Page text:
Generally, TPS have been issued during times of favorable economic and banking conditions. Therefore, the documents may have only been reviewed in light of the institution's condition at the time, without considering the repercussions of future issues.
Rank of junior subordinated debentures. The debentures issued in conjunction with the TPS rank pari passu, or equally, with all other junior subordinated debentures issued or to be issued by the BHC and are unsecured and rank subordinate and junior in right of payment to all senior indebtedness.
The pari passu provision requires a BHC to make the interest payments on these subordinated notes if the BHC makes an interest payment on any other debt that ranks the same or that is junior in interest to these debentures. In other words, the BHC cannot pick an order of payment that subordinates senior debt to junior debt.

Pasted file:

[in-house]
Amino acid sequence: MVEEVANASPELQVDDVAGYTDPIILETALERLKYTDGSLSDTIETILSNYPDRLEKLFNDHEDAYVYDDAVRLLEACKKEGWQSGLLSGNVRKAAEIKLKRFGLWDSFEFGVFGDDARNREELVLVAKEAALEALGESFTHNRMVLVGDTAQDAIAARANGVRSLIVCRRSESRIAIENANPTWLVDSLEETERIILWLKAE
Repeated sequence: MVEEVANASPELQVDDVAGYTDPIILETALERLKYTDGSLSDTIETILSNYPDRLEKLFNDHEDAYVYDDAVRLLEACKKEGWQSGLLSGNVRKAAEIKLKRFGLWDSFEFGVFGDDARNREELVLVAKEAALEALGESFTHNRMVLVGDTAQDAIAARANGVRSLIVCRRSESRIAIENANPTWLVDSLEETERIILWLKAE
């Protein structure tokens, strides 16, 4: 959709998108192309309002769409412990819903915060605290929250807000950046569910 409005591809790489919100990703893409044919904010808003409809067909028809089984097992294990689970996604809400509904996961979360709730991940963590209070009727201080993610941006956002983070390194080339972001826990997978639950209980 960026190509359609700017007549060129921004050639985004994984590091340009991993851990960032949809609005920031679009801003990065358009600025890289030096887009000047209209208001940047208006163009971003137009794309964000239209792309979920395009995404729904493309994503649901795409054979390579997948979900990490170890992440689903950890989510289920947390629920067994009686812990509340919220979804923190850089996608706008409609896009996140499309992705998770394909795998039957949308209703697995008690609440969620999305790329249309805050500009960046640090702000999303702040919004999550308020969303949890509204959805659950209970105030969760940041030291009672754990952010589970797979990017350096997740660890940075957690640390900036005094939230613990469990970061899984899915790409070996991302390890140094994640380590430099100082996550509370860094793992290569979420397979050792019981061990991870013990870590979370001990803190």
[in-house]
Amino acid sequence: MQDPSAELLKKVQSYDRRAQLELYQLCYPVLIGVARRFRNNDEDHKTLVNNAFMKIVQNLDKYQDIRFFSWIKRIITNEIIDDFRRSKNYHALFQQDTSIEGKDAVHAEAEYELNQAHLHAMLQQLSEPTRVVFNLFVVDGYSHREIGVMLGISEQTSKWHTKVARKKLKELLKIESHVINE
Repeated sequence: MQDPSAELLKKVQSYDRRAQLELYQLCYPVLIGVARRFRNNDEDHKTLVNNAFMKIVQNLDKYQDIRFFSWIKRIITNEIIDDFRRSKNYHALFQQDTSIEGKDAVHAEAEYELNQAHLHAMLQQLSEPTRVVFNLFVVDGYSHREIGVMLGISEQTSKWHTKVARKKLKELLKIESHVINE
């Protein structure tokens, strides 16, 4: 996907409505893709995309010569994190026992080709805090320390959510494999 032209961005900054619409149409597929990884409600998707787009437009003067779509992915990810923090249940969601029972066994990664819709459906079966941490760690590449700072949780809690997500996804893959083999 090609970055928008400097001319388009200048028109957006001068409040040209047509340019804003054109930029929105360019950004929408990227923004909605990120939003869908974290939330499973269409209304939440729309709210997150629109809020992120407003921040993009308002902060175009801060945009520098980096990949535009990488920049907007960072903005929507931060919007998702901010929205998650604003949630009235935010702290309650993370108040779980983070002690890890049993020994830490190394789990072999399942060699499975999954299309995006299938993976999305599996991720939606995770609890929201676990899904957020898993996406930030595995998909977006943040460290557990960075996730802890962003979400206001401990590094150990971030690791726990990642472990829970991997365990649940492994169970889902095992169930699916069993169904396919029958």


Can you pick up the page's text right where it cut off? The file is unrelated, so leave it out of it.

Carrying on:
Notification requirements. Deferral Notice—One of the key elements that qualifies TPS as tier 1 capital is the right to defer payments of interest on the debentures by extending the interest payment period at any time and from time to time during the term of the debentures, for up to five consecutive years. However, if the request to defer these payments is not provided to the trustee within the designated time frame, the BHC will be legally obligated to pay the interest on the debentures.
The notification requirements may vary among the issues when there are multiple debentures. Therefore, management or legal counsel must coordinate the notices so that they comply with the requirements of each individual debenture. Due to the pari passu provisions, failure to provide notice on any one of the debentures within the set time frame will legally require the BHC to make the interest payments on all of the debentures.